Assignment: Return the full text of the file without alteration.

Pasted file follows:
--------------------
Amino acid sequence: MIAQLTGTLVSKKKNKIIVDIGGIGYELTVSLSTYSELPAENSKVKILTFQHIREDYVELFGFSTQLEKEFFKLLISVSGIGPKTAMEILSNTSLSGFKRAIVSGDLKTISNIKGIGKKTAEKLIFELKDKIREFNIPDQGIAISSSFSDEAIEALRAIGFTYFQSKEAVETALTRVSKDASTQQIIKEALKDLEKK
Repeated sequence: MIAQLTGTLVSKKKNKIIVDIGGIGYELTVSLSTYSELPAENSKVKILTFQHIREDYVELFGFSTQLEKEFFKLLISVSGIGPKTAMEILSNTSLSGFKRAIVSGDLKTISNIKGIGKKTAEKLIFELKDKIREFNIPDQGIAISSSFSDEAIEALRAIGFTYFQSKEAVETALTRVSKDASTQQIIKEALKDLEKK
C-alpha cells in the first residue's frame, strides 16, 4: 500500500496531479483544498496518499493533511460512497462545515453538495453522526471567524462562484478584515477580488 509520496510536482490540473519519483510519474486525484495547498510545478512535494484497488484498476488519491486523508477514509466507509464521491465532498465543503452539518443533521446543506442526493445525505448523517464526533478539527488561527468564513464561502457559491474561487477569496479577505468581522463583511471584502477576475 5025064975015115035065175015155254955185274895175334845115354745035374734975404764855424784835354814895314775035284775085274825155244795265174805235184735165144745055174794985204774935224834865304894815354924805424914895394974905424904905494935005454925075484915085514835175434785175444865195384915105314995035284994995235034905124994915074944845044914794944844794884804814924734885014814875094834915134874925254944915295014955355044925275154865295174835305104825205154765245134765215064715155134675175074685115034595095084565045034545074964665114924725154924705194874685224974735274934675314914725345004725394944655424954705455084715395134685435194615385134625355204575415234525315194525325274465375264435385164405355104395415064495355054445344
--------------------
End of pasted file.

Amino acid sequence: MIAQLTGTLVSKKKNKIIVDIGGIGYELTVSLSTYSELPAENSKVKILTFQHIREDYVELFGFSTQLEKEFFKLLISVSGIGPKTAMEILSNTSLSGFKRAIVSGDLKTISNIKGIGKKTAEKLIFELKDKIREFNIPDQGIAISSSFSDEAIEALRAIGFTYFQSKEAVETALTRVSKDASTQQIIKEALKDLEKK
Repeated sequence: MIAQLTGTLVSKKKNKIIVDIGGIGYELTVSLSTYSELPAENSKVKILTFQHIREDYVELFGFSTQLEKEFFKLLISVSGIGPKTAMEILSNTSLSGFKRAIVSGDLKTISNIKGIGKKTAEKLIFELKDKIREFNIPDQGIAISSSFSDEAIEALRAIGFTYFQSKEAVETALTRVSKDASTQQIIKEALKDLEKK
C-alpha cells in the first residue's frame, strides 16, 4: 500500500496531479483544498496518499493533511460512497462545515453538495453522526471567524462562484478584515477580488 509520496510536482490540473519519483510519474486525484495547498510545478512535494484497488484498476488519491486523508477514509466507509464521491465532498465543503452539518443533521446543506442526493445525505448523517464526533478539527488561527468564513464561502457559491474561487477569496479577505468581522463583511471584502477576475 5025064975015115035065175015155254955185274895175334845115354745035374734975404764855424784835354814895314775035284775085274825155244795265174805235184735165144745055174794985204774935224834865304894815354924805424914895394974905424904905494935005454925075484915085514835175434785175444865195384915105314995035284994995235034905124994915074944845044914794944844794884804814924734885014814875094834915134874925254944915295014955355044925275154865295174835305104825205154765245134765215064715155134675175074685115034595095084565045034545074964665114924725154924705194874685224974735274934675314914725345004725394944655424954705455084715395134685435194615385134625355204575415234525315194525325274465375264435385164405355104395415064495355054445344